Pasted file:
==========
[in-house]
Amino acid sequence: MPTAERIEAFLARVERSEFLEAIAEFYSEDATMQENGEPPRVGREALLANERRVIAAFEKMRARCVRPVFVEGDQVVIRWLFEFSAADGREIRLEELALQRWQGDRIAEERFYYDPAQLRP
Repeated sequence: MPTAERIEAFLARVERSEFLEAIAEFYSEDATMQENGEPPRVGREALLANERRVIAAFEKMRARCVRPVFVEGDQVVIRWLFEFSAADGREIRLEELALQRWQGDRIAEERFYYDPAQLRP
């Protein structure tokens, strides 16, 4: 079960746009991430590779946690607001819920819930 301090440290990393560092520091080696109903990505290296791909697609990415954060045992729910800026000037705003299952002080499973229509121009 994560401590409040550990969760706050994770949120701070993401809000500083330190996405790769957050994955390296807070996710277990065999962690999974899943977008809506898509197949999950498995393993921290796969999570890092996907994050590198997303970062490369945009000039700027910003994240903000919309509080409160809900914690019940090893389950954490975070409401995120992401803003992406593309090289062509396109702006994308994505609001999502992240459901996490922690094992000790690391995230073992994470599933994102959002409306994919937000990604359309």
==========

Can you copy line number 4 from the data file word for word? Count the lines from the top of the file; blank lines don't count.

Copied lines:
């Protein structure tokens, strides 16, 4: 079960746009991430590779946690607001819920819930 301090440290990393560092520091080696109903990505290296791909697609990415954060045992729910800026000037705003299952002080499973229509121009 994560401590409040550990969760706050994770949120701070993401809000500083330190996405790769957050994955390296807070996710277990065999962690999974899943977008809506898509197949999950498995393993921290796969999570890092996907994050590198997303970062490369945009000039700027910003994240903000919309509080409160809900914690019940090893389950954490975070409401995120992401803003992406593309090289062509396109702006994308994505609001999502992240459901996490922690094992000790690391995230073992994470599933994102959002409306994919937000990604359309």